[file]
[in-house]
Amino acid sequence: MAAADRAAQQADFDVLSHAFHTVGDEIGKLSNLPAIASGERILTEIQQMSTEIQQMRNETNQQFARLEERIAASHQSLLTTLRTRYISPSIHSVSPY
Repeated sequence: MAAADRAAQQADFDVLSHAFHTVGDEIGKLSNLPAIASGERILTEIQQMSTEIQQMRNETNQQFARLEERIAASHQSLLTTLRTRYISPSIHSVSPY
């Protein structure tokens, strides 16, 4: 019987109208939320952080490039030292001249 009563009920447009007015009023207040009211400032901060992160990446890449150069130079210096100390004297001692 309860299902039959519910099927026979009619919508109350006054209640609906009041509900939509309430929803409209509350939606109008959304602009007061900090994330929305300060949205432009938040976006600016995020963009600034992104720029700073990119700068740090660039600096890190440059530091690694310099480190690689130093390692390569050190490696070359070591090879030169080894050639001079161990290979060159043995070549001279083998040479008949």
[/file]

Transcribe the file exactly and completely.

[in-house]
Amino acid sequence: MAAADRAAQQADFDVLSHAFHTVGDEIGKLSNLPAIASGERILTEIQQMSTEIQQMRNETNQQFARLEERIAASHQSLLTTLRTRYISPSIHSVSPY
Repeated sequence: MAAADRAAQQADFDVLSHAFHTVGDEIGKLSNLPAIASGERILTEIQQMSTEIQQMRNETNQQFARLEERIAASHQSLLTTLRTRYISPSIHSVSPY
């Protein structure tokens, strides 16, 4: 019987109208939320952080490039030292001249 009563009920447009007015009023207040009211400032901060992160990446890449150069130079210096100390004297001692 309860299902039959519910099927026979009619919508109350006054209640609906009041509900939509309430929803409209509350939606109008959304602009007061900090994330929305300060949205432009938040976006600016995020963009600034992104720029700073990119700068740090660039600096890190440059530091690694310099480190690689130093390692390569050190490696070359070591090879030169080894050639001079161990290979060159043995070549001279083998040479008949």